Washington has reacted with caution to the installation of a new Palestinian unity government.
The government pairs Mr Abbas' (L) Fatah and Mr Haniya's Hamas
The US said the initial policy speech by PM Ismail Haniya was disappointing and the reference to the "right to resistance" was "disturbing".
Israel flatly rejected the government but the EU said it would work with it if it recognised Israel's right to exist and renounced violence.
Palestinians hope the formation of the coalition will end a Western boycott.
The administration brings together Mr Haniya's Hamas and its rival faction, Fatah, led by Palestinian Authority President Mahmoud Abbas.
The unity government was forged after several months of fighting between the factions left more than 140 people dead.
The Palestinian parliament voted to approve the government on Saturday and new ministers were sworn in.
In his speech, Mr Haniya said: "The government affirms that resistance in all its forms, including popular resistance to occupation, is a legitimate right of the Palestinian people.
"Our people have the right to defend themselves from continuous Israeli aggression."
But Mr Haniya also said his Cabinet would work on maintaining a truce if Israel would stop its "occupation aggression".
US State Department spokesman Sean McCormack said: "The... reference to 'right of resistance' is disturbing and contradicts directly the Quartet principle of renunciation of violence."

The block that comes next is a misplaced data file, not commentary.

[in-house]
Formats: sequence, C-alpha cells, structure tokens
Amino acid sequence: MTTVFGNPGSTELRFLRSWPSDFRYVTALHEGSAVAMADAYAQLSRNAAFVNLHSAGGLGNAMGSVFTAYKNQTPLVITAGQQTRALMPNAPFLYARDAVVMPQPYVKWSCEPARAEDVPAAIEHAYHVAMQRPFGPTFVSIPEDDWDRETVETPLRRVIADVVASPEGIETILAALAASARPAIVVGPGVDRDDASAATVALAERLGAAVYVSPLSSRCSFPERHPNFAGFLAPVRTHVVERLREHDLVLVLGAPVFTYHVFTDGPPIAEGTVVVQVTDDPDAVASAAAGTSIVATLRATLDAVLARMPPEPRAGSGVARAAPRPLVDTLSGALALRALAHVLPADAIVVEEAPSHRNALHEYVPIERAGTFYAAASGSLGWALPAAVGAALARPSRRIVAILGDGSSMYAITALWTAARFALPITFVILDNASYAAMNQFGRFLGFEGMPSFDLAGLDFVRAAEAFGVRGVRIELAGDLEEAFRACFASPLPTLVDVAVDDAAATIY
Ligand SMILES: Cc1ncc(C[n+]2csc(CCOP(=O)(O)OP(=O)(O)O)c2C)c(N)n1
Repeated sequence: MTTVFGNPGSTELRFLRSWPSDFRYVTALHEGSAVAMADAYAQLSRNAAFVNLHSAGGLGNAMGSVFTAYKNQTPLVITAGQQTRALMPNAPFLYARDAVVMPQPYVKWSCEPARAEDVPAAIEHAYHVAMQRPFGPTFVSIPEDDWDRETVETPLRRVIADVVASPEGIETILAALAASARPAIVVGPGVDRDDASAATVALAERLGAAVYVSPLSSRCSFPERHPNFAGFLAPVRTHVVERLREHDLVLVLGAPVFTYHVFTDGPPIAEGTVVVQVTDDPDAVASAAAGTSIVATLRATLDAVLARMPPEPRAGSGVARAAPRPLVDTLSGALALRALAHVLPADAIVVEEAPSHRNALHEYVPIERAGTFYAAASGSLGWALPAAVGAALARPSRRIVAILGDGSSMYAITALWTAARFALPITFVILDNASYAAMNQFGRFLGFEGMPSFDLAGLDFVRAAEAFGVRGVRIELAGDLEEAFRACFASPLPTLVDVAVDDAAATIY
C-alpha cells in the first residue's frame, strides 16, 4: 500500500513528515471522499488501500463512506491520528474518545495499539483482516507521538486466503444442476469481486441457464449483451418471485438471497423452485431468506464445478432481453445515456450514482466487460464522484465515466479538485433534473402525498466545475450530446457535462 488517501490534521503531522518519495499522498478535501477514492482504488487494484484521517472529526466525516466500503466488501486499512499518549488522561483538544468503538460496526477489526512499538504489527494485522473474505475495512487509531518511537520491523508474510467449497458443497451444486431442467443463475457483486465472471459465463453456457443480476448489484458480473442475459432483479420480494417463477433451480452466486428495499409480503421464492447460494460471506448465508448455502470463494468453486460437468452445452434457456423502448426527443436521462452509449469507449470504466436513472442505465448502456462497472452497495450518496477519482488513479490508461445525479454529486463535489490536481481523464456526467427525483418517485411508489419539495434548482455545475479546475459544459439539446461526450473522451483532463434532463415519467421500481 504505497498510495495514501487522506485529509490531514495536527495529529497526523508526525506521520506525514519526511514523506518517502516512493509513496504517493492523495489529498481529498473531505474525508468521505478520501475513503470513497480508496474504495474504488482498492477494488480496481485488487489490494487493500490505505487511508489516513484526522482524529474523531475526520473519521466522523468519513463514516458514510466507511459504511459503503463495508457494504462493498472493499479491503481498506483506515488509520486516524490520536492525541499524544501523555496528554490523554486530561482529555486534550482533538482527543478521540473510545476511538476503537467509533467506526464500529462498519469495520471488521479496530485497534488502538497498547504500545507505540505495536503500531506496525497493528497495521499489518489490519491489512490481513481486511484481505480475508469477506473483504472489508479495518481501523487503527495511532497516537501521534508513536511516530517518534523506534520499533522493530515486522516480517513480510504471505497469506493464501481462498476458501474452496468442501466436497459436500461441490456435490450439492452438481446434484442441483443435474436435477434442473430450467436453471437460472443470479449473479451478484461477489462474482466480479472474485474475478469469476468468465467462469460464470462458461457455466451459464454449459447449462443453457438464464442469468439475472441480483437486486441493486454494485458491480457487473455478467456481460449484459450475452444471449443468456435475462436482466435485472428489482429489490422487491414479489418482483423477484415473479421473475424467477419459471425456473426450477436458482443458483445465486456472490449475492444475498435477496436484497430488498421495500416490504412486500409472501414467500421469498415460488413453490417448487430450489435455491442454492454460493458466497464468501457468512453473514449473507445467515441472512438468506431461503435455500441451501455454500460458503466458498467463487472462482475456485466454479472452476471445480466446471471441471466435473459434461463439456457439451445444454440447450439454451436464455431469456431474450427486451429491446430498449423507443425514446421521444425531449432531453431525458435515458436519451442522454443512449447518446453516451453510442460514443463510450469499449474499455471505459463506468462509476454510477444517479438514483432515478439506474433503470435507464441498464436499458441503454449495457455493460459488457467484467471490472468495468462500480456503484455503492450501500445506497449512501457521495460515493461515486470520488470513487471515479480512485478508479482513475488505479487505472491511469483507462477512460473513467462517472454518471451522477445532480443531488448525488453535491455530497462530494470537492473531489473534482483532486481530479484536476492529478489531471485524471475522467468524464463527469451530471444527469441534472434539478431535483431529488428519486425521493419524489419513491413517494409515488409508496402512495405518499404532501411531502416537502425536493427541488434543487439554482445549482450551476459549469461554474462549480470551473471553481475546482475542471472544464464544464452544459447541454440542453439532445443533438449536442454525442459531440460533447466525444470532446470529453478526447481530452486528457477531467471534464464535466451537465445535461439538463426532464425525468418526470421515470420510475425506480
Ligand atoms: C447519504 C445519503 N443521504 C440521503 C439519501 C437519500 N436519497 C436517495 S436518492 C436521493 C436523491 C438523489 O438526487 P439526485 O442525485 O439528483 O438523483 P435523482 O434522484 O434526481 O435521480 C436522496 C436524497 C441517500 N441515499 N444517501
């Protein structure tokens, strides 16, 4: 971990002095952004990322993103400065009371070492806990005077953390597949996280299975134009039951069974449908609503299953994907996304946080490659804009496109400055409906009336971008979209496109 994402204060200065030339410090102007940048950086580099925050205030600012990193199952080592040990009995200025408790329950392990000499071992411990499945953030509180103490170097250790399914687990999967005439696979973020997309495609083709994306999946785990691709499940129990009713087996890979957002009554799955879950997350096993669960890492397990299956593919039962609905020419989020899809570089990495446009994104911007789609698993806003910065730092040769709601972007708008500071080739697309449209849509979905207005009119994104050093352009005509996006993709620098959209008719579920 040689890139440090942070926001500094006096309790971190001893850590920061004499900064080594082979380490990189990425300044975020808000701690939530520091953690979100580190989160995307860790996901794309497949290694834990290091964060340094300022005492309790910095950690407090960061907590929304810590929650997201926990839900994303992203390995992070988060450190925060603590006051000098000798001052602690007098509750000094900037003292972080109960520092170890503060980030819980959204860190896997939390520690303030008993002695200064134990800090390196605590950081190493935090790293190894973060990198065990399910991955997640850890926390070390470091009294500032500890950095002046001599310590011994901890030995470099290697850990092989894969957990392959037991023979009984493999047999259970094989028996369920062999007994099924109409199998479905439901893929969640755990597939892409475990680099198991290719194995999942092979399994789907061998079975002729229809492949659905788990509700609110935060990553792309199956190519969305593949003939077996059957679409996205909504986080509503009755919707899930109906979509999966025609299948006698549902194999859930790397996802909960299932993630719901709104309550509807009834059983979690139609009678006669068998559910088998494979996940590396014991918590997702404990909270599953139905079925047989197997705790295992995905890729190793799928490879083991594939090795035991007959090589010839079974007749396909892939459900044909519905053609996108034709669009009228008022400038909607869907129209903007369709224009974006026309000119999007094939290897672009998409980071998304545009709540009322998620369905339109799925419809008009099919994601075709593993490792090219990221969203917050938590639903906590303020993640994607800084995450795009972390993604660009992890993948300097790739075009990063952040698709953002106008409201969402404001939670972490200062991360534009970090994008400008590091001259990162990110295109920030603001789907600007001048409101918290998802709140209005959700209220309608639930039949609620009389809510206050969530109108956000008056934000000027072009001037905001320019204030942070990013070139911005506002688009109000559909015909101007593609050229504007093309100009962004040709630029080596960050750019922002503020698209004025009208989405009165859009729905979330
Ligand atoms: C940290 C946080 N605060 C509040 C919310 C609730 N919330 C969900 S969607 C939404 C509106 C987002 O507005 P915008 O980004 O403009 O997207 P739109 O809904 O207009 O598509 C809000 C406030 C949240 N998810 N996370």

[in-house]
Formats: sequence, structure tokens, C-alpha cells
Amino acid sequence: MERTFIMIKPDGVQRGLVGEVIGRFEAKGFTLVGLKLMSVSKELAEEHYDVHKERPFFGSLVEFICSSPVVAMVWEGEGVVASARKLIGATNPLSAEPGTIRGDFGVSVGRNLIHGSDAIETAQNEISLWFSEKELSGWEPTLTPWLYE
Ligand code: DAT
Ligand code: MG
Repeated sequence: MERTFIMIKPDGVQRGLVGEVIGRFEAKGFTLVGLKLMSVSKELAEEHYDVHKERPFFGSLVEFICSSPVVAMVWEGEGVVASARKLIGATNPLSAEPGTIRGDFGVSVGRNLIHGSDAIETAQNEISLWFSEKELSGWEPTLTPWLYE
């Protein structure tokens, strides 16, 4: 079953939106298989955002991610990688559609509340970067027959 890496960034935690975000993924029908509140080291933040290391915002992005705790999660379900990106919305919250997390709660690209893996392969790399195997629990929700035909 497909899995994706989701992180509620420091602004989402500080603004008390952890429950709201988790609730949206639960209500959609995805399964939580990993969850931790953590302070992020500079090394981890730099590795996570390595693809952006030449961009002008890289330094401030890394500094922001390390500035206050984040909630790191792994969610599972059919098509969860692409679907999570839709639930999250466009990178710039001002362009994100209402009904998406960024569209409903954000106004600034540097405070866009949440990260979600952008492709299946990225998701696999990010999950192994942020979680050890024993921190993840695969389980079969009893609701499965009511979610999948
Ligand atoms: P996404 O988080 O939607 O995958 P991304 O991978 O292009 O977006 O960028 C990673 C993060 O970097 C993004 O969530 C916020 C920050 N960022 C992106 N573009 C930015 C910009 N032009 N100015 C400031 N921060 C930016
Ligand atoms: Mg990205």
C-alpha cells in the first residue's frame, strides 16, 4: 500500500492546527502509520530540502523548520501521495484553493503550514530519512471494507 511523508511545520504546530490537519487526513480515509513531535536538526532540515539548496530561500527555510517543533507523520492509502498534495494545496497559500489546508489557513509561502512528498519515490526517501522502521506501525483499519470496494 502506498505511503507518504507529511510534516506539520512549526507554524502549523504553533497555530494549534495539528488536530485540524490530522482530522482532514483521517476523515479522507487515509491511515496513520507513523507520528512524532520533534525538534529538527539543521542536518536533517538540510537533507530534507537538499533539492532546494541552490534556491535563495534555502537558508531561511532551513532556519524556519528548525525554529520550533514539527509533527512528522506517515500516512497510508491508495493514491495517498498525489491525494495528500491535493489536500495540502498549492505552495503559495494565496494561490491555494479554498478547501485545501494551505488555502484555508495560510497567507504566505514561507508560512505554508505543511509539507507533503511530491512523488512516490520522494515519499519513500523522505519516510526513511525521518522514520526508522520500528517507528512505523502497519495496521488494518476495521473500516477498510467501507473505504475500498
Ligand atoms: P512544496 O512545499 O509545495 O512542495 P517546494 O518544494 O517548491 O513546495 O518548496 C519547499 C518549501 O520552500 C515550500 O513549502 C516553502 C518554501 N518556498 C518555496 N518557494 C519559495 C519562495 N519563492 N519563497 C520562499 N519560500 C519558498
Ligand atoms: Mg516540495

The principle - of the US, UN, EU and Russia Quartet - also requires the recognition of Israel and adherence to past peace deals.
Clashes between Fatah and Hamas gunmen have left scores dead
Mr McCormack said the speech was "a missed opportunity" to commit to peace.
He said the US would still work with Mr Abbas but that other contacts would be on a case-by-case basis.
A spokeswoman for Israeli PM Ehud Olmert accused the new Cabinet of endorsing the use of "terror".
Sallai Meridor, Israel's ambassador in Washington, added: "This is a great disappointment and a severe blow to peace."
But the European Union said it welcomed the formation of the government, although it remained cautious about a possible resumption of aid.
"The EU will carefully assess the platform and actions of the new government and its ministers," it said in a statement.
Syria expressed its full support for the government.
"Damascus demands the lifting of the embargo imposed on the Palestinian people," by the West, a statement in state news agency Sana read.
The embargo was imposed after the election victory in January last year of Hamas, which has rejected international calls for it to recognise Israel.
Alone among Western nations, Norway immediately recognised the new government and announced the lifting of sanctions.